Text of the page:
Miles Parks

Voters in a number of swing states this November will have more leeway in getting their mail ballots back in time to count, should rule changes announced in the past week hold up to legal challenges. But the changes could delay the reporting of election results and possibly set up court fights down the line.

In a call that included a number of "tense moments," Postmaster General Louis DeJoy sought to reassure a group of the nation's top election officials Thursday that election mail will be his agency's highest priority this fall, according to one state election official on the call.

Copyright 2020 NPR. To see more, visit https://www.npr.org.

RACHEL MARTIN, HOST:

Copyright 2020 NPR. To see more, visit https://www.npr.org.

AILSA CHANG, HOST:

Updated at 5:29 p.m. ET

Georgia's top election official sounded the alarm Tuesday because he said 1,000 people voted twice in the state's elections so far this year — although when pressed, he acknowledged he didn't know whether any of them did so intentionally.

Secretary of State Brad Raffensperger, a Republican, made the announcement in a news conference on Tuesday. He said the thousand voters turned in absentee ballots and then voted in person in the state's June primary, but he provided few details apart from that.

In the face of contradictory messages coming from members of his own party, members of the U.S. intelligence community and even a member of his own family, President Trump continues his months-long campaign against efforts to expand voting by mail amid the coronavirus pandemic.

"The fraud and abuse will be an embarrassment to our Country," Trump tweeted Wednesday.

The FBI says it has no evidence of any coordinated fraud schemes related to voting by mail this year, undercutting repeated claims by President Trump and his camp about what they've called security problems.

That disclosure was made in an election security briefing for reporters on Wednesday by high-ranking officials from the Department of Homeland Security, the FBI and the Office of the Director of National Intelligence.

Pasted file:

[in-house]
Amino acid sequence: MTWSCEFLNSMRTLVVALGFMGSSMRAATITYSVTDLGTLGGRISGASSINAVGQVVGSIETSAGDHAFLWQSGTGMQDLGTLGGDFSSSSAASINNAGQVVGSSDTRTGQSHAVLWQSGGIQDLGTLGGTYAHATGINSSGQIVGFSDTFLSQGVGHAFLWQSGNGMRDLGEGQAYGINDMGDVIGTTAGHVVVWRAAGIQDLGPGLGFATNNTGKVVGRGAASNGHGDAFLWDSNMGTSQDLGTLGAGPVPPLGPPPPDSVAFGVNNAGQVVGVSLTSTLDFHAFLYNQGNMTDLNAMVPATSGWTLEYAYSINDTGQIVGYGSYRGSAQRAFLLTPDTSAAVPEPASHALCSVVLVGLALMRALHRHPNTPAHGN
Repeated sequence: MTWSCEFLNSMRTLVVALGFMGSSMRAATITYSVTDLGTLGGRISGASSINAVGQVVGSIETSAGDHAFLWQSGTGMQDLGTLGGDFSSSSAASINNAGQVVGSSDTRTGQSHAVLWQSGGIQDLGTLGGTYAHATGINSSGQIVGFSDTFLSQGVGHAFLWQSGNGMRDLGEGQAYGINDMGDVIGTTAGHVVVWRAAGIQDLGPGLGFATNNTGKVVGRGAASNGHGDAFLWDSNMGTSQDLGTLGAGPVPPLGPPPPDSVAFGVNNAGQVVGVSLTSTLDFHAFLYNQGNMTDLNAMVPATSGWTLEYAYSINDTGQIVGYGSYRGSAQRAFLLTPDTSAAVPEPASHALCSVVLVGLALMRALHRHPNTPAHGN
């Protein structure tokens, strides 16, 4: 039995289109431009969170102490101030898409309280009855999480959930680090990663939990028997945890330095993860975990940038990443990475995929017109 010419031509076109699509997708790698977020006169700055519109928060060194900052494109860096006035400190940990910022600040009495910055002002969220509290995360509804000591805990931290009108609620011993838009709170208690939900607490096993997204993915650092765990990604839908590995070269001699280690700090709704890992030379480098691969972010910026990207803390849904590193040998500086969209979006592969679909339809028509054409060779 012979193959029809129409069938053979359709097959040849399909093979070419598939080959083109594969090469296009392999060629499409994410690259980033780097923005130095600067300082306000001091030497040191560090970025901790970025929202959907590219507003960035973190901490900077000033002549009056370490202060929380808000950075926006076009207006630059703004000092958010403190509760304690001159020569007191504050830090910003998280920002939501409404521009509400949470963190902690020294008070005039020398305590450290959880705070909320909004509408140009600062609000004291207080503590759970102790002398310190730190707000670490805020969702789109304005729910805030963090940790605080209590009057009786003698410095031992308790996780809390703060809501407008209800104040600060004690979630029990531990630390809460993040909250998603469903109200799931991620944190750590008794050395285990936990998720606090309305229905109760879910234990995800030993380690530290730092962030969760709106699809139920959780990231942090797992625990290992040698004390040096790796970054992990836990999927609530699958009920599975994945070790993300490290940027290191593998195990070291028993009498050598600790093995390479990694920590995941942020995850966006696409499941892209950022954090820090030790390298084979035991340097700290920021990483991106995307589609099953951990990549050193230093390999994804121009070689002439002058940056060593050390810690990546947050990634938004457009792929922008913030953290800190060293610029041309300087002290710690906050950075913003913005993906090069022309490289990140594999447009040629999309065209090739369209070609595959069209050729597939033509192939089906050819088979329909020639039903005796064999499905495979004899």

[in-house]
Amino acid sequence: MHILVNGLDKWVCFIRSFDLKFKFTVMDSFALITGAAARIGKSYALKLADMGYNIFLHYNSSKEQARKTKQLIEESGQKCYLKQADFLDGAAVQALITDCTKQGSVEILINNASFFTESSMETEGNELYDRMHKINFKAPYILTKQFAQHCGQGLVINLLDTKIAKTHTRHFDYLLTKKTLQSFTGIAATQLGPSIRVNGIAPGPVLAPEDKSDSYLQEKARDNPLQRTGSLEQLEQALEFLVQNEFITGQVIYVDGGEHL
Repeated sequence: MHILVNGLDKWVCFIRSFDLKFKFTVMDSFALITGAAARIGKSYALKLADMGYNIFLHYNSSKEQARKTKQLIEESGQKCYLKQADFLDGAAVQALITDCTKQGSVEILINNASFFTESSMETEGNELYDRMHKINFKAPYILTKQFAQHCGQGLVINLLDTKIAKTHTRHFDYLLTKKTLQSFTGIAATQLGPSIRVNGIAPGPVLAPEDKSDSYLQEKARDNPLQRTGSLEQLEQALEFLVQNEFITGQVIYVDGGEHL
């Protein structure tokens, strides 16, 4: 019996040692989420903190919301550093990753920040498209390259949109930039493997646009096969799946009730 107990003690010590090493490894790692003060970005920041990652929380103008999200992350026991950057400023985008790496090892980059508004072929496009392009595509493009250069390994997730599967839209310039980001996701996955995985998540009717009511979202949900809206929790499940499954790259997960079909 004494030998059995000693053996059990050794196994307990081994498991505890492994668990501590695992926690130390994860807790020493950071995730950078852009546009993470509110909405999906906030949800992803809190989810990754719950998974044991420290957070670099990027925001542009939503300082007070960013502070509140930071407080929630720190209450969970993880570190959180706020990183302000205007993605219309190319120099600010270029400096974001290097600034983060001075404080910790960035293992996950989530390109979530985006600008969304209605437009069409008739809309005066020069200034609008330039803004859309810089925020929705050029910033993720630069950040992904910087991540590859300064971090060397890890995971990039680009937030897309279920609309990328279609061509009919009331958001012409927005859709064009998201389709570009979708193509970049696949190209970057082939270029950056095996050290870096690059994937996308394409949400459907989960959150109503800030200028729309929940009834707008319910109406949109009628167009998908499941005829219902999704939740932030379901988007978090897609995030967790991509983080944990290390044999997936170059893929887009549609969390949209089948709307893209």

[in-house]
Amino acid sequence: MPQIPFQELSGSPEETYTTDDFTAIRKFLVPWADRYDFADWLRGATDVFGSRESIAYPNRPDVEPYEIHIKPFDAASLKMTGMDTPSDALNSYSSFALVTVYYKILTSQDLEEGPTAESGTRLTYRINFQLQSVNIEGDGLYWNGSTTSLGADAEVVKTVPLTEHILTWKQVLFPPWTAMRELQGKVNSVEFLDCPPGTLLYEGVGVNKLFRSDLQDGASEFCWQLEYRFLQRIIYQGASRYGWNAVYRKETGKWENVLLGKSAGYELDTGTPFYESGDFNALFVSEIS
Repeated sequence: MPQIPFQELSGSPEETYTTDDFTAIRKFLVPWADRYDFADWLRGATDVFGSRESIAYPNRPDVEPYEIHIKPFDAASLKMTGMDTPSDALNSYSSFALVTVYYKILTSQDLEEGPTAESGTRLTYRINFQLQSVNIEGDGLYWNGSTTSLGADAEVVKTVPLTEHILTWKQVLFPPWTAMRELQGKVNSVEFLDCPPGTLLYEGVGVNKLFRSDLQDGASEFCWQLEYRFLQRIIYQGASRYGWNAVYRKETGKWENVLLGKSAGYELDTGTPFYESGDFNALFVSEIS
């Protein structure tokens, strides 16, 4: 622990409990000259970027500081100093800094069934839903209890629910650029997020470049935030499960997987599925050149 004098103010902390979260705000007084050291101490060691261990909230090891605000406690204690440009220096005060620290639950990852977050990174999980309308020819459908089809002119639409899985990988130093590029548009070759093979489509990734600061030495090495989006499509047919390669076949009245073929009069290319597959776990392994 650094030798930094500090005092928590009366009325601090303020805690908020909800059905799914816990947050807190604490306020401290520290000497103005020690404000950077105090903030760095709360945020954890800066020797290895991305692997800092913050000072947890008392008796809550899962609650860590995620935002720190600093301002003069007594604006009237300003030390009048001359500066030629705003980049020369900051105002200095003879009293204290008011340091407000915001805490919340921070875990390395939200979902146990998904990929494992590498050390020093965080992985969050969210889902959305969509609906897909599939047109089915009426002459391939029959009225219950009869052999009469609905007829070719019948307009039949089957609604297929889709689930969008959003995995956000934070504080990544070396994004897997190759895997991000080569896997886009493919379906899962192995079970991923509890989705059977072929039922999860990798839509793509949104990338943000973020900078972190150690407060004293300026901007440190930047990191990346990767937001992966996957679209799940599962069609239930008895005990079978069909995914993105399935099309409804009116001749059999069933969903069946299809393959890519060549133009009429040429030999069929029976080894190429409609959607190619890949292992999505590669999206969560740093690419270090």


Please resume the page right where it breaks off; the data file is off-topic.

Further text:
Copyright 2020 NPR. To see more, visit https://www.npr.org.

AILSA CHANG, HOST:

Updated at 11:46 a.m. ET

Postmaster General Louis DeJoy defended his leadership of the Postal Service on Friday and sought to reassure senators that his agency would be able to deliver the nation's election mail "securely and on time," calling it a "sacred duty."

"There has been no changes in any policies with regard to the election mail for the 2020 election," he said.

Copyright 2020 NPR. To see more, visit https://www.npr.org.

DAVID GREENE, HOST:

The Democratic National Convention has come to a close, but the party's push for voting rights has not. Here's NPR's Miles Parks.

President Trump cast a vote-by-mail ballot in Florida this week after months of questioning the security of the method of voting, and in doing so he returned it to election officials using a technique many Republicans say should be illegal.

The way Trump voted shows how he's had to walk a fine line, and often tweak his language around voting, to adjust for political realities and his own behavior.

Updated at 3:26 p.m. ET

Postmaster General Louis DeJoy has agreed to appear for a U.S. House Oversight Committee hearing next week as lawmakers on both sides of the aisle have voiced concern over the direction of the U.S. Postal Service.

Election officials are seeking clarification from the Postal Service about how recent cutbacks will affect what's expected to be an avalanche of mail-in voting in the upcoming election. Changes in postal operations have already led to mail delays across the country, raising alarms about what will happen in November.

Updated at 7:10 p.m. ET

The top counterintelligence official in the U.S. government warned Friday of ongoing interference and influence efforts by China, Russia and Iran.

William Evanina, who leads the National Counterintelligence and Security Center, said that the U.S. government has assessed that China prefers President Trump losing the election, because Beijing considers him "unpredictable," while Russia is working to undermine Democrat Joe Biden.

Updated at 7:32 p.m. ET

The head of the U.S. Postal Service promised Friday to make the organization more efficient and more financially stable, but his remarks may do little to quell fears that the post office's cost-cutting measures will hurt service during the coronavirus pandemic.

"We are at the beginning of a transformative process," Louis DeJoy said in his first public remarks since becoming postmaster general. "Our goal is to change and improve the Postal Service to better serve the American public, and I am excited about the opportunities ahead."

Pages